Case law
12 March 2020

Court of Justice of the European Union decides in cases on special taxes levied in Hungary

The Court of Justice of the European Union decided that the EU freedom of establishment does not preclude Member States from levying a progressive tax on turnover, even though the actual burden is mainly borne by companies controlled from another Member State. The Court also ruled that Hungarian advertisement tax penalty regime disproportionately affected companies located in another EU Member State and was therefore contrary to the EU principle of freedom to provide services.

Marianna Dávidová


On March 3, 2020, the Court of Justice of the European Union (CJEU) rendered its decisions in three cases, C-482/18 Google Ireland, C-323/18 Tesco-Global Áruházak and C-75/18 Vodafone Magyarország, each of which concerned aspects of Hungarian law.

first case (C-482/18 Google Ireland) dealt with Hungarian tax on advertisements. Companies within the scope of the tax were required to fulfill the registration obligation while Hungarian registered businesses were in most cases considered to be registered based on existing registration for other taxes. Should the company fail to fulfill the registration obligation there was a penalty regime in place. The initial penalty was levied in the amount of approx. EUR 30,000 and this was increased on a daily basis and reached the maximum amount of approx. EUR 3,000,000.

CJEU was asked if obligation imposed on suppliers of advertising services to submit a declaration for the purposes of that tax represents a restriction on the freedom to provide services. The Court ruled that a reporting obligation, which is an administrative formality, should not constitute an obstacle to the freedom to provide services itself. The Court further noted that the exemption from the obligation to submit a tax declaration does not prevent the cross-border supply of advertising services, but rather prevents suppliers already registered with the tax authority from being required to complete an additional administrative formality.

In relation to the special penalties imposed for failing to register for the Hungarian tax on advertisements, the Court noted that sanction regimes in tax matters typically fall within the competence of individual EU Member States. While the sanctions in this case were, in the first instance, applicable to both domestic Hungarian and non-domestic companies, the Court determined that it was likely that domestic Hungarian companies would be penalized under the general provisions of Hungarian tax law and would result in significantly lower penalties.

The CJEU concluded that legislation based on which the penalty for non-compliance with the registration obligation is levied to the suppliers of services established in another Member State in a series of fines issued within several days, the amount of which is exponentially increased without giving those suppliers the time necessary to comply with their obligations or the opportunity to submit their observations, or having itself examined the seriousness of the violation is in the contrary to the freedom to provide services.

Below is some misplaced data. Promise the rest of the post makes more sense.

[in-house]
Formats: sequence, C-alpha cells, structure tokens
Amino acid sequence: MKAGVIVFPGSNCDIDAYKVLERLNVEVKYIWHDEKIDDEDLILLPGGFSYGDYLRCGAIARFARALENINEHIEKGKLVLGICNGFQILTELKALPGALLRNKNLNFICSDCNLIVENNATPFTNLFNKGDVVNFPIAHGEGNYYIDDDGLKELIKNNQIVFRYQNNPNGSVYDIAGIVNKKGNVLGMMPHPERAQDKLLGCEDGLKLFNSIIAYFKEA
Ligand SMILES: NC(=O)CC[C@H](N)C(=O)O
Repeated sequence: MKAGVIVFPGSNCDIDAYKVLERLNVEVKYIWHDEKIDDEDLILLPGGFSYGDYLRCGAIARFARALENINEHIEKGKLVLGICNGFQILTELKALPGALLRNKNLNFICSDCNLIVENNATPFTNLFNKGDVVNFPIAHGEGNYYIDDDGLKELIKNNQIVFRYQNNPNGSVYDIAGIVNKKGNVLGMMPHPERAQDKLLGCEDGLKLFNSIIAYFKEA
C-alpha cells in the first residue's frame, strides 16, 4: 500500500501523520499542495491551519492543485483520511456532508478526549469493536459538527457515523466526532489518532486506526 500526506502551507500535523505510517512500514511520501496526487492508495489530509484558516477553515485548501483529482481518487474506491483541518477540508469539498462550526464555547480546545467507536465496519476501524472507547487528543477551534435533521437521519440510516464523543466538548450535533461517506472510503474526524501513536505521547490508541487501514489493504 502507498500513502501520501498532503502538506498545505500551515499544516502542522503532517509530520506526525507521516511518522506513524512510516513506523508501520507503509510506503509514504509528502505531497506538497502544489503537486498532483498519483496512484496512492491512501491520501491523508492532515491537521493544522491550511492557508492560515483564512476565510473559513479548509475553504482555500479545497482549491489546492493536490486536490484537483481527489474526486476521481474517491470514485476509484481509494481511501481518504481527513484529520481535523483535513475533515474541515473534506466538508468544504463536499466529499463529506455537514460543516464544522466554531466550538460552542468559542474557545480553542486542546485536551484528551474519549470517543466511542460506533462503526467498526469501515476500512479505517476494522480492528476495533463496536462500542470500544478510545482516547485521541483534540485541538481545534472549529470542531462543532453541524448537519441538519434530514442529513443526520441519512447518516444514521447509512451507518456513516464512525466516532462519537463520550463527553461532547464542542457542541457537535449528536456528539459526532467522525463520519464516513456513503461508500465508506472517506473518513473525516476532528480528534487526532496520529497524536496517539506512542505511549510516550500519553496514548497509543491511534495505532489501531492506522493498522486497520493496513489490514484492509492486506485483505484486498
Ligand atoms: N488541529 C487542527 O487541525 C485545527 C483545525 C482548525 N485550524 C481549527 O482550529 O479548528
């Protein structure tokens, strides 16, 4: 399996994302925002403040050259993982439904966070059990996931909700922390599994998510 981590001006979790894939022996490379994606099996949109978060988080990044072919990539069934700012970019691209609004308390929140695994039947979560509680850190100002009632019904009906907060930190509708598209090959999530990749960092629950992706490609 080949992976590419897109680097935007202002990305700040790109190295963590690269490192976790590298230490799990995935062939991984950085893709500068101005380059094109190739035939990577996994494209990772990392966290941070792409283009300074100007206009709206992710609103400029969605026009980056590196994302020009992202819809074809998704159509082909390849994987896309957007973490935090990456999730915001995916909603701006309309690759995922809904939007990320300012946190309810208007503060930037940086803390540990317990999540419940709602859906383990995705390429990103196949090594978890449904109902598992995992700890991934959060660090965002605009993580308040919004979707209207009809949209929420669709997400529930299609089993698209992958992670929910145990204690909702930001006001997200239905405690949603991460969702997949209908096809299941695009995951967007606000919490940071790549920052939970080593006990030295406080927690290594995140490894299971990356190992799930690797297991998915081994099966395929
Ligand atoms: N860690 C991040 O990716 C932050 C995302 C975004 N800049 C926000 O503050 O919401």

The second and the third case (C-323/18 Tesco-Global Áruházak and C-75/18 Vodafone Magyarország) dealt with the special turnover taxes applicable in Hungary using progressive rate structure and their compliance with the EU law.

Both a special tax on certain sectors and a special tax on telecommunications are calculated out of the turnover amount using the progressive rate structure. It was also argued that application of the special tax as well as tax on telecommunications in practice leads to a scenario in which foreign-owned subsidiaries are more likely to be subject to the higher rate of tax than domestic Hungarian businesses.

The CJEU in its judgments noted that the freedom of establishment prohibits direct or indirect discrimination based on the location of the seat of a company.

The Court therefore examined whether the use of a progressive tax rate to impose different levels of taxation on companies represents either direct or indirect discrimination. The Court noted that the disputed tax makes no distinction between taxpayers based on where they have their registered office and therefore does not establish direct discrimination. The Court further noted that the application of a system of progressive taxation is within the power of each Member State and that progressive taxation can be based on turnover on the basis that turnover represents a criterion of differentiation that is neutral and a relevant indicator of a taxable person’s ability to pay. The Court therefore found also no evidence of indirect discrimination and concluded that the EU freedom of establishment does not preclude Member States from levying a progressive tax on turnover, even though the actual burden is mainly borne by companies controlled from another Member State.

its judgment CJEU also confirmed that introduction of a tax which is based on the overall turnover of the taxable person, which is levied periodically, and not at each stage of the production and distribution process, and where there is no right to deduct tax paid at an earlier stage of that process in not prohibited by the EU VAT Directive.

The above judgments significantly reduce chances that the member state would challenge the specific turnover taxes as being in the contrary to EU law.


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